Nowadays most employees spend at least a portion of their workday using a computer, raising important privacy questions of what kinds of computer surveillance employers can implement on their employees’ work computers and under what circumstances.

Questions relating to employer surveillance – when? why? how much is too much? – are long-standing issues in both unionized and non-unionized workplaces. Traditionally, decision-makers have been sharply divided over when employers can implement surreptitious video surveillance over their employees, for example, and then rely on videotape evidence for later discipline.

This division has largely centred on a fundamental disagreement between decision-makers as to whether employees have a right to privacy in the workplace. This same disagreement carried over into the early computer surveillance decisions, where courts and arbitrators routinely found that employees had no expectation of privacy in work computers and upheld discipline and even termination based on non-work computer use.

Protecting the “Biographical Core”: R v Cole

That perception was shaken by a number of cases in the early 2000’s, but none moreso than the Ontario Court of Appeal’s 2011 and the Supreme Court’s 2012 decisions in R v Cole. While Cole dealt with a challenge to the search and seizure of an employee’s work computer by police, the Supreme Court took the opportunity to comment more broadly on employees’ right to privacy in their work computers. The Court found that an expectation of privacy could be inferred where personal computer use was permitted or reasonably expected:

Computers that are reasonably used for personal purposes – whether found in the workplace or the home – contain information that is meaningful, intimate, and touching on the user’s biographical core. Vis-à-vis the state, everyone in Canada is constitutionally entitled to expect privacy in personal information of this kind.

While workplace policies and practices may diminish an individual’s expectation of privacy in a work computer, these sorts of operational realities do not in themselves remove the expectation entirely: The nature of the information at stake exposes the likes, interest, thoughts, activities, and searches for information of the individual user.

Implications for Employees: Right to Privacy at Work

While the long-term implications of Cole are not yet clear – particularly given that the Court declined to comment specifically on employer computer surveillance or the ability of an employer to seize and search a work computer – decision-makers have begun to adopt its reasoning to find a breach of employee privacy rights when employers engage in surreptitious, unjustified computer surveillance. For example:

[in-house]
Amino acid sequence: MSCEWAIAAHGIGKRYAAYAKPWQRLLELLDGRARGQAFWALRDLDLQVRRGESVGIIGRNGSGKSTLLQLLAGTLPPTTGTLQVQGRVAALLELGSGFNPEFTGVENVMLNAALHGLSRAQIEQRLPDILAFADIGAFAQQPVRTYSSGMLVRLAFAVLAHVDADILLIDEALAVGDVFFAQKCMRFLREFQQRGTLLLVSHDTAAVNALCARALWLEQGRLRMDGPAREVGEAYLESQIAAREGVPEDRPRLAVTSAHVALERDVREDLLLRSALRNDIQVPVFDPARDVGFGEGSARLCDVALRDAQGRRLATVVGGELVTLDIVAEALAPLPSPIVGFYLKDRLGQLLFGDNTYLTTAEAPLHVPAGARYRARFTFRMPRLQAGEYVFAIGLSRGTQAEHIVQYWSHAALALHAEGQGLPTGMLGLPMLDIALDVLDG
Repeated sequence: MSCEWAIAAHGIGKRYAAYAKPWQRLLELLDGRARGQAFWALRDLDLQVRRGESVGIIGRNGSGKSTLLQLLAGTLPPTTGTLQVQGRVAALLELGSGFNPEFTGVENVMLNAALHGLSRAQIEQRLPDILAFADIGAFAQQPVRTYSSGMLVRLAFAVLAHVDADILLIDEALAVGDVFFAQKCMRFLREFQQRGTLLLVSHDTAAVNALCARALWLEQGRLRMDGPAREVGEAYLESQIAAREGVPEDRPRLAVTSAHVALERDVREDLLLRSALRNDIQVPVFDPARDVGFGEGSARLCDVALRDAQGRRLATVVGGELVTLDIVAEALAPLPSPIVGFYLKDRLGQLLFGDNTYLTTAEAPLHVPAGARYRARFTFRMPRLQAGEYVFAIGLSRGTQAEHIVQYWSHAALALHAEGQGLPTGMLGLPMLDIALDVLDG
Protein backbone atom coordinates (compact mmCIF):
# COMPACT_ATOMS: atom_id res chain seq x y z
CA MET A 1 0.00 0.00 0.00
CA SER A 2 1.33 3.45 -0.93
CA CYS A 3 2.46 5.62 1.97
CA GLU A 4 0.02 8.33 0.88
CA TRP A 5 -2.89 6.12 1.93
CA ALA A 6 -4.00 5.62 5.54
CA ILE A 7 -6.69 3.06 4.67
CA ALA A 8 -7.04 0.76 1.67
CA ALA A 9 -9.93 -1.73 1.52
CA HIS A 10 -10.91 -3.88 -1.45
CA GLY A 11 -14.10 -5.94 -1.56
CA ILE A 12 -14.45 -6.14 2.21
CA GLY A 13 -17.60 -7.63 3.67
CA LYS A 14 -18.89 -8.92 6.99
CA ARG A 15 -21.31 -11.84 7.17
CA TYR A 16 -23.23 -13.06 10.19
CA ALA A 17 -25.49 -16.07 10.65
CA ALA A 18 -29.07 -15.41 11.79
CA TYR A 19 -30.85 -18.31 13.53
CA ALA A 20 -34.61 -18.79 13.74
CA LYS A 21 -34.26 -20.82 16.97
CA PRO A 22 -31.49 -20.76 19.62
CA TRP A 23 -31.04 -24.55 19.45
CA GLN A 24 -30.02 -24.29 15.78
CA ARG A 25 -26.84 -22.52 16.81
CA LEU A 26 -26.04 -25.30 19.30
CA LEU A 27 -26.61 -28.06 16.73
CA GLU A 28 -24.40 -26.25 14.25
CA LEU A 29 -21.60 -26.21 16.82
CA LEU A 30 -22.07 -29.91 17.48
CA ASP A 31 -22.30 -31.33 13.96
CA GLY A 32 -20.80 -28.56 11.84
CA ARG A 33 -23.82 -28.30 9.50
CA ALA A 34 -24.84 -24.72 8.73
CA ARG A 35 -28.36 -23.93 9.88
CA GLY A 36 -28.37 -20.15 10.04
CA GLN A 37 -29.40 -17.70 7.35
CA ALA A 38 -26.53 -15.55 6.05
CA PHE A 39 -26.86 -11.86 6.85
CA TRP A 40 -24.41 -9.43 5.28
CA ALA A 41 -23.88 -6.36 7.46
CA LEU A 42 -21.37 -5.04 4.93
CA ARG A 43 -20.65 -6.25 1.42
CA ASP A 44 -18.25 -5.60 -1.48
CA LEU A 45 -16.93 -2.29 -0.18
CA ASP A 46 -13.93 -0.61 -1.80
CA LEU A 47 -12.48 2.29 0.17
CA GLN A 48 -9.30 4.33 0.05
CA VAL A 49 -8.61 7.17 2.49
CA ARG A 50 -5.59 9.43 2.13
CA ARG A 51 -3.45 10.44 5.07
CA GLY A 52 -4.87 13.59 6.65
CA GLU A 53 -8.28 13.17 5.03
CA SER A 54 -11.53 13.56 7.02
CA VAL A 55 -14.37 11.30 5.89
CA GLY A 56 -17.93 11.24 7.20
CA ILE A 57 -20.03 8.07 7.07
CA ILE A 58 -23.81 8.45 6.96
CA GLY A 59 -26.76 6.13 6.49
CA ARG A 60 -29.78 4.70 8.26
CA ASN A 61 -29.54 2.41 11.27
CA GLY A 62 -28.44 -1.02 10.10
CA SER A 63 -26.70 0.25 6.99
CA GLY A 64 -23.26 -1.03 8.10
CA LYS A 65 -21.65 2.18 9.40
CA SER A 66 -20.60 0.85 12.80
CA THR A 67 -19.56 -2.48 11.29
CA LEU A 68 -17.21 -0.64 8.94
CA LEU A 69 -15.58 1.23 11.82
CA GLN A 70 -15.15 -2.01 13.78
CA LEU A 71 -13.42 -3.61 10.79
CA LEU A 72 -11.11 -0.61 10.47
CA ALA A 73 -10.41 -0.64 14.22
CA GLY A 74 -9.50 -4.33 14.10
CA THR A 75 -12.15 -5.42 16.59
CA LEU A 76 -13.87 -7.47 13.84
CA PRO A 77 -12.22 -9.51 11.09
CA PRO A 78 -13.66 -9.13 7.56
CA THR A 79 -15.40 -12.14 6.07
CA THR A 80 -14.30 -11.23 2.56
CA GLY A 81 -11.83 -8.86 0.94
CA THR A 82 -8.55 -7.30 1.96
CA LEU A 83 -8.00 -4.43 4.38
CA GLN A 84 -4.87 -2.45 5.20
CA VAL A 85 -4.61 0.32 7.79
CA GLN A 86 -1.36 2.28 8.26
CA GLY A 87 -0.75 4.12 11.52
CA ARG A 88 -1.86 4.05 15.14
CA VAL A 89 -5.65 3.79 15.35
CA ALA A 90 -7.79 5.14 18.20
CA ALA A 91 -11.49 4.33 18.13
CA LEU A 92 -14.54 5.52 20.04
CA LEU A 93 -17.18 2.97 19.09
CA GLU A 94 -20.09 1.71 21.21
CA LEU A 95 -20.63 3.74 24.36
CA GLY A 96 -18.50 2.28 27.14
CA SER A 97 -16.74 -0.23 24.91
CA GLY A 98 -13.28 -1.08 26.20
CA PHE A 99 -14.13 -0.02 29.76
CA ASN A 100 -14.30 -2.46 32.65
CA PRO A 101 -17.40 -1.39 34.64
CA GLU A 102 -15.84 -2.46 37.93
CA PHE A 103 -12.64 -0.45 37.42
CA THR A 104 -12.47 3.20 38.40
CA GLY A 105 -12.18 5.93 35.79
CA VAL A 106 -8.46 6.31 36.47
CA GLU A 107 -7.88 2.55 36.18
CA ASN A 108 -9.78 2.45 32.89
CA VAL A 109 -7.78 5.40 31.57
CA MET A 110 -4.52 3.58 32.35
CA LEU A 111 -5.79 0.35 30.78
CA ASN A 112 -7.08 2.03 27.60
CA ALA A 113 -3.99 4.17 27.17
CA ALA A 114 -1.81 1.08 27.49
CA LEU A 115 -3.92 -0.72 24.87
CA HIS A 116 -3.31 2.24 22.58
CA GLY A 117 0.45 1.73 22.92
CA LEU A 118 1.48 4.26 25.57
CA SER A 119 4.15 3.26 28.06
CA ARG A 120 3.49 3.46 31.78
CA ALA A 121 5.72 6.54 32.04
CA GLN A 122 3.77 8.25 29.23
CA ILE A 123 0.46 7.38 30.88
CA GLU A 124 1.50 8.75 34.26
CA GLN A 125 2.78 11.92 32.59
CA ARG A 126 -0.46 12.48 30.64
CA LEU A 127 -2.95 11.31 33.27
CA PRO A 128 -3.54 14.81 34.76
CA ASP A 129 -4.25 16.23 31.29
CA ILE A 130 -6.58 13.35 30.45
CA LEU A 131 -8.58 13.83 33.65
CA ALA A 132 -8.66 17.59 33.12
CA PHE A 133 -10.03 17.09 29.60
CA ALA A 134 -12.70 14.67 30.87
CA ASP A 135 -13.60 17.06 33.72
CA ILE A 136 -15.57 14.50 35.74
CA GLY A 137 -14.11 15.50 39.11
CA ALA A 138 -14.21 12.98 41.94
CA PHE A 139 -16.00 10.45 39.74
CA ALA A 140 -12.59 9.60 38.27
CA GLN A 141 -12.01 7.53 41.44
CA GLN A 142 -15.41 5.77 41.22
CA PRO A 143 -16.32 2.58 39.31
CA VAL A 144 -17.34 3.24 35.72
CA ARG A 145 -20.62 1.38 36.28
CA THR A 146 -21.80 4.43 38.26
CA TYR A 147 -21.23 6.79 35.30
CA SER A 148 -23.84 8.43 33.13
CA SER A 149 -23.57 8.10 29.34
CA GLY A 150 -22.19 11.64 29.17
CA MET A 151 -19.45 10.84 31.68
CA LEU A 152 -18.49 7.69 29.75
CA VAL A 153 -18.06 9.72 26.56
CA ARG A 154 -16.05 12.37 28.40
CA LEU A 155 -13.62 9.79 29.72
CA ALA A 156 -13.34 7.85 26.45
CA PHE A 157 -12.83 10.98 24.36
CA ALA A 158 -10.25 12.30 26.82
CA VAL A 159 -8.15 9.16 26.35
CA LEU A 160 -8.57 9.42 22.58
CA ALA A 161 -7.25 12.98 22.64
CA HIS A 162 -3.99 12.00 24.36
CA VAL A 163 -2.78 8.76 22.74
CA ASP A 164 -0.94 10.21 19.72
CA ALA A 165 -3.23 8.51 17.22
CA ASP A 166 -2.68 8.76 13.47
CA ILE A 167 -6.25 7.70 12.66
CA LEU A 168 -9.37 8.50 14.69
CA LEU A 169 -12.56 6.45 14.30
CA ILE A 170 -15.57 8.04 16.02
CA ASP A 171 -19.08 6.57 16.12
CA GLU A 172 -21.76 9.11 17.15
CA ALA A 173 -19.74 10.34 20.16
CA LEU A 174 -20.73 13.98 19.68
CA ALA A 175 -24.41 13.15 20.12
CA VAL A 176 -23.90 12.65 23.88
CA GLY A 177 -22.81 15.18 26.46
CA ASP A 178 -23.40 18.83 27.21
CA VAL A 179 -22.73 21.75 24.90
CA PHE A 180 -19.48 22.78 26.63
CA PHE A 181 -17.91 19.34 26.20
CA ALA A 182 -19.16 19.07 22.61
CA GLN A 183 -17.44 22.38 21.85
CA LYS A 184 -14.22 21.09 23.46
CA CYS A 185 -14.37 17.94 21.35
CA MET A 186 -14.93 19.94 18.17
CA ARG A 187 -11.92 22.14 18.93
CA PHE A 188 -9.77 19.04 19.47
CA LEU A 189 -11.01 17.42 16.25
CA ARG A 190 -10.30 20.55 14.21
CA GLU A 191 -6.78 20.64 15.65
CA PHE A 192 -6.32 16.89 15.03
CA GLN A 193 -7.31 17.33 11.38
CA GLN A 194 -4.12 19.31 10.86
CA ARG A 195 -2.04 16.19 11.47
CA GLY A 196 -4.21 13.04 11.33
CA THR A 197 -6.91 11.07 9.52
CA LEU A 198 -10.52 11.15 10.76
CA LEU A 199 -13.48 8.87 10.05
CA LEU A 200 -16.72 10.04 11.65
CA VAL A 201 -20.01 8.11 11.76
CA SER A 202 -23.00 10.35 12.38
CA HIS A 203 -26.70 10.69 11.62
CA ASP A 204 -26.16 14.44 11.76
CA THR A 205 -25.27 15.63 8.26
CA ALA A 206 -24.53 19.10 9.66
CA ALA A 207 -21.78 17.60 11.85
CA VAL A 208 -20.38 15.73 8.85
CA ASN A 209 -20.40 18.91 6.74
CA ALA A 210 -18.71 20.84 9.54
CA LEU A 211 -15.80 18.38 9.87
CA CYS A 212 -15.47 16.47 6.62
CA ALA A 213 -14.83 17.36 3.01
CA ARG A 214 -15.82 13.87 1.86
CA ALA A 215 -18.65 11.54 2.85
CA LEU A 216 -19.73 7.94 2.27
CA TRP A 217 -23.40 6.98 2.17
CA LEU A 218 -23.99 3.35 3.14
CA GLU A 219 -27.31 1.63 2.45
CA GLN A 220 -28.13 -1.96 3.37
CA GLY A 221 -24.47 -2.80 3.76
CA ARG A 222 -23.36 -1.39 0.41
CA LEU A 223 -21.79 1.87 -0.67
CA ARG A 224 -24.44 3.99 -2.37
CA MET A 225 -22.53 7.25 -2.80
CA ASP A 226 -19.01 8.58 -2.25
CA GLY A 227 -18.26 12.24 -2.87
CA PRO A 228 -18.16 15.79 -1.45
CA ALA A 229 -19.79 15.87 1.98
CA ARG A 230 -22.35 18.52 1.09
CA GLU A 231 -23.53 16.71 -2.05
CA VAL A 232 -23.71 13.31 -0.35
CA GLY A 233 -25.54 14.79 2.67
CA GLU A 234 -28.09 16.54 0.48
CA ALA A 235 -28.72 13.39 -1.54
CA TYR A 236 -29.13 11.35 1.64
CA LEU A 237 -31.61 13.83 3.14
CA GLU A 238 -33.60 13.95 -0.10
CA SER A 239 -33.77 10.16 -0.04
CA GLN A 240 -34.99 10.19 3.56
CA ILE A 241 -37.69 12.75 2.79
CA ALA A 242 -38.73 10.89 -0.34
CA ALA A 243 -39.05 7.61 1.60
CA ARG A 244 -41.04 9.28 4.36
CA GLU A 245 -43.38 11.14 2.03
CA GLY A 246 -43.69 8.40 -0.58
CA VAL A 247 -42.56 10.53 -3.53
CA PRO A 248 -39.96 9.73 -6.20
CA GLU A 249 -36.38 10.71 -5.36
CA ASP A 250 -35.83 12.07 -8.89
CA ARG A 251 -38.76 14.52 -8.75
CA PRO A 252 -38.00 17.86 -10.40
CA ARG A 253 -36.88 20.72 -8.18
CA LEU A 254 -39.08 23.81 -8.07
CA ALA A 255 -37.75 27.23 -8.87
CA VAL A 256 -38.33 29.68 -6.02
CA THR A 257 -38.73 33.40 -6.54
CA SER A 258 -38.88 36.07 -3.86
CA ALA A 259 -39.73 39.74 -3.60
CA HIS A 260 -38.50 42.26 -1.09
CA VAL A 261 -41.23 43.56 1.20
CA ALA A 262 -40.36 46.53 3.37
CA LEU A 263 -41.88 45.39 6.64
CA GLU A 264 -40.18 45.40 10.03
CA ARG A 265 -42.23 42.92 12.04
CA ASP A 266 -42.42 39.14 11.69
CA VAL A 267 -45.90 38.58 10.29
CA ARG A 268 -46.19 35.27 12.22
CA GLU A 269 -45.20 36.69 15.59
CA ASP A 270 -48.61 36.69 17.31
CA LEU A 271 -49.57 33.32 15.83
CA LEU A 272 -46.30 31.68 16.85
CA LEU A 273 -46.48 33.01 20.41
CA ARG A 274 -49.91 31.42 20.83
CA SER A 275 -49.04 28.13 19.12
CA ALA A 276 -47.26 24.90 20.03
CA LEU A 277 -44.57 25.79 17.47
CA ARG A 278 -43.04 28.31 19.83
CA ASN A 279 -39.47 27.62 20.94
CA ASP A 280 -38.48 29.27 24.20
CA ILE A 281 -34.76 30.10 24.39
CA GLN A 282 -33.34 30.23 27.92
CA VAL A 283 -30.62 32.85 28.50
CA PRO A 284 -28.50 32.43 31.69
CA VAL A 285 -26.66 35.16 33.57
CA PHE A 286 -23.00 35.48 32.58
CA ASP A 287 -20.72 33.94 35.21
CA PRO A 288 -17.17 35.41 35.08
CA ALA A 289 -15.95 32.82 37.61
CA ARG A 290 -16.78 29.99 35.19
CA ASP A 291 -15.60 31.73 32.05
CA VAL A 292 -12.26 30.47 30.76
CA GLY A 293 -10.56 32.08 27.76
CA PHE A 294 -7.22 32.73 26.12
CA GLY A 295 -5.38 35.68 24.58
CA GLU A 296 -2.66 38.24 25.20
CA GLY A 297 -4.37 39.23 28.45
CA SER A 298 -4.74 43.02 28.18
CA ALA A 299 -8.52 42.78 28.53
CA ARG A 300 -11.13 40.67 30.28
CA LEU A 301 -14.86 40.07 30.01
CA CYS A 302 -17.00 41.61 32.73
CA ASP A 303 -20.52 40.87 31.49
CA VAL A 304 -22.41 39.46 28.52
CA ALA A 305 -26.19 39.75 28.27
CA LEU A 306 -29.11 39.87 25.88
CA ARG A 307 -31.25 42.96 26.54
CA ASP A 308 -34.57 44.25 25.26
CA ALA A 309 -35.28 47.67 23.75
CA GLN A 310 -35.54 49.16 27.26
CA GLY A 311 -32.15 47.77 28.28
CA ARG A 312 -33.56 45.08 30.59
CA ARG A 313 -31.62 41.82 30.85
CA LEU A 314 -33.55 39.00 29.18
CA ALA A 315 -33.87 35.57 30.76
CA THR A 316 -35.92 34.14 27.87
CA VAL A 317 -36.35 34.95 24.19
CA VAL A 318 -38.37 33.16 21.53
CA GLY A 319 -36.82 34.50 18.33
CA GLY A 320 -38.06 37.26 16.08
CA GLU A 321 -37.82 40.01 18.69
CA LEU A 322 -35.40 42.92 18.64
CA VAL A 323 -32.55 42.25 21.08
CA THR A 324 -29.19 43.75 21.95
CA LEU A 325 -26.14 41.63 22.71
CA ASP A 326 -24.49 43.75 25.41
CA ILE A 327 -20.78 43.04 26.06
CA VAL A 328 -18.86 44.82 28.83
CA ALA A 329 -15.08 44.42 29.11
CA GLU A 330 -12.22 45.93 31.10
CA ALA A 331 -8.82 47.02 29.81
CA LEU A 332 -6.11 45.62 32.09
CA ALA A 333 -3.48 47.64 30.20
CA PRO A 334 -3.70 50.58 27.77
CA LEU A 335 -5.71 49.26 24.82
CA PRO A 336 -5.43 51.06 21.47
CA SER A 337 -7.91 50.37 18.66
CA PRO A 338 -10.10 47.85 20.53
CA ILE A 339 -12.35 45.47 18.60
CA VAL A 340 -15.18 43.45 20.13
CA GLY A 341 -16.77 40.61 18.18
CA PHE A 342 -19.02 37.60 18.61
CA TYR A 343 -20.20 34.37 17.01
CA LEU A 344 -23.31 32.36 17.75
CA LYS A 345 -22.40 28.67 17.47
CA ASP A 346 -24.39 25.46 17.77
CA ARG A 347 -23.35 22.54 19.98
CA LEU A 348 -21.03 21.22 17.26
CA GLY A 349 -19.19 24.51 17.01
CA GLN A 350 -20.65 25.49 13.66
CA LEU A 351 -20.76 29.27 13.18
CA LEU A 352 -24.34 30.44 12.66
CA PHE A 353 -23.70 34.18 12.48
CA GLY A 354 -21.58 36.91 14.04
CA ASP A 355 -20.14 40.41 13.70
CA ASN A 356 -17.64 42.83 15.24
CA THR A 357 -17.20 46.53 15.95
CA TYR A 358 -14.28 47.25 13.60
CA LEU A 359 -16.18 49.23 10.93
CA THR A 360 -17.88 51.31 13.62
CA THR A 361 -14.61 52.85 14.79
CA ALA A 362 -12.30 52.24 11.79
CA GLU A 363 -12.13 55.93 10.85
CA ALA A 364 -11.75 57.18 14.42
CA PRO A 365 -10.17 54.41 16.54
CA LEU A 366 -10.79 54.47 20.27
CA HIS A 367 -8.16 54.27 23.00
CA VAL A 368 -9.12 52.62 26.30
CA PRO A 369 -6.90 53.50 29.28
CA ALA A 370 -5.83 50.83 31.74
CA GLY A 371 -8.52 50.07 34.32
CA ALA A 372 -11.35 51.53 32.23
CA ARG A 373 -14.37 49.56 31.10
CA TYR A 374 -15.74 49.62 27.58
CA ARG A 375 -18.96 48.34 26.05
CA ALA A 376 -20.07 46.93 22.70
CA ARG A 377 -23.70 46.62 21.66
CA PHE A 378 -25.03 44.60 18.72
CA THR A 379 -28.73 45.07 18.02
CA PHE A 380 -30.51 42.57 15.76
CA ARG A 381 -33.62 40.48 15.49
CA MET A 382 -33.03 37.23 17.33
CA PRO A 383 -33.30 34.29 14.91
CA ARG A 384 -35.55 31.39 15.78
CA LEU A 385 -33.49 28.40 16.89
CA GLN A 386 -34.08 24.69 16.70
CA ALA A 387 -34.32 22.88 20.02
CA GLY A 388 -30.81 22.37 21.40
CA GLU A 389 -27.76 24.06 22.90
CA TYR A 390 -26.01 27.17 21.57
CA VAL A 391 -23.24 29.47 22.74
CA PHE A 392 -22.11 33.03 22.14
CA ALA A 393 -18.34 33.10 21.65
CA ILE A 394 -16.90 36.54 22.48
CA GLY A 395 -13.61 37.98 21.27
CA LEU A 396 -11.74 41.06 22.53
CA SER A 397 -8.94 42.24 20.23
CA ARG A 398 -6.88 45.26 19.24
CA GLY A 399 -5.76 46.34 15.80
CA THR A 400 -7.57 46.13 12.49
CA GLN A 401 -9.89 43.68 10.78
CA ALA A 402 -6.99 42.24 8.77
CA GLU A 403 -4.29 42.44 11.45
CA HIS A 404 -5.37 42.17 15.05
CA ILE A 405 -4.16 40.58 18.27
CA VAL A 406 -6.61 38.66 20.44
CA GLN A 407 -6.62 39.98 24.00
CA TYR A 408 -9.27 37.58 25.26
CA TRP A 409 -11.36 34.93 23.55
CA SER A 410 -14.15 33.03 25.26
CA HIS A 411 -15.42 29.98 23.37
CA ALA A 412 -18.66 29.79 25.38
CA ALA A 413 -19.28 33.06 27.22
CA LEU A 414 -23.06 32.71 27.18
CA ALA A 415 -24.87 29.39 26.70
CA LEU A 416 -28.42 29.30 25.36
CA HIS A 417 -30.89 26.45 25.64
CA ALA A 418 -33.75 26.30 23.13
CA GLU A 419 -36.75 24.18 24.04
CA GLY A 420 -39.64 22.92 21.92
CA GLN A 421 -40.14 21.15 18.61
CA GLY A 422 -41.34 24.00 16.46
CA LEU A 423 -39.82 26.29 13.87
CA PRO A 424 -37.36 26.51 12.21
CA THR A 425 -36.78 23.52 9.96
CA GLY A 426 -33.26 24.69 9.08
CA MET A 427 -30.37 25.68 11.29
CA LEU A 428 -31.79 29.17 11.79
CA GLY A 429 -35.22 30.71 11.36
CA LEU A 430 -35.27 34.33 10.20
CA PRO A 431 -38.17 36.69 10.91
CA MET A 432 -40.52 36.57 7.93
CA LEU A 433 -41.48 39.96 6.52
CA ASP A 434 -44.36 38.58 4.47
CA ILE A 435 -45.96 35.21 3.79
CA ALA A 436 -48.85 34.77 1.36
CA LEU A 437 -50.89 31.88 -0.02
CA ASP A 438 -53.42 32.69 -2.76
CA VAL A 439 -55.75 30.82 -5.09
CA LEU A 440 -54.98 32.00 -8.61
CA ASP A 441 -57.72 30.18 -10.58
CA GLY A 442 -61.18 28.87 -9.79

• The British Columbia Information and Privacy Commissioner found an employer internet usage audit to be a breach of privacy where the employee had never attempted to hide his internet usage and had never been approached about it by the employer prior to the audit.
  • The Alberta Office of the Information and Privacy Commissioner found that an employer had contravened privacy legislation when it installed keystroke logging software on an employee’s computer to monitor productivity. The Commissioner particularly noted the availability of less intrusive measures and the failure to limit the scope of the employer’s investigation.

These examples aside, however, decision-makers have yet to fully address the question of what Cole will mean for the traditional approaches to employer surveillance. While older cases extended employers a nearly unfettered right to set ethical, professional and operational standards for their workplace, Cole recognized that employer policies and practices may diminish a privacy right but cannot remove it entirely. Whether future decision-makers will accept a robust conception of employee privacy rights or will return to tests largely based on employer reasonableness remains to be seen.

A Right Without A Remedy

In any event, the suggestion in some post-Cole case law that employers ought to undertake less intrusive steps prior to surveilling employee computers raises a separate, perplexing question: what happens if employers don’t?

So far, Privacy Commissioners, in large part because of the nature of their authority, have provided for little in the way of remedy beyond ordering that the surveillance cease. For employees whose privacy was breached or who have been disciplined as a result of this intrusion, this may provide little comfort.

More recently, the New Brunswick Court of Queen’s Bench upheld the decision of a labour arbitrator which relied in part on an employee’s privacy interest in her work computer to reduce a termination for inappropriate email use to a suspension.

Other decision-makers, however, have found that an employer’s violation of privacy rights cannot lessen the seriousness of inappropriate work computer use. In these circumstances, it has been suggested that decision-makers can do no more than recommend that the employer take privacy interests into account in the future.

The decisions in Cole took significant steps towards changing how we discuss employee privacy in relation to work computers. As the trial judge in Cole stated, office computers are much like office desks and personal papers much like personal computer files. However, until decision-makers develop a substantive way to provide remedies for the breach of an employee’s privacy interest in his or her work computer, the change in how we talk about privacy rights at work cannot translate into protection for employees.

[This article is for informational purposes only and does not constitute legal advice, which cannot be given without consideration of your individual circumstances.]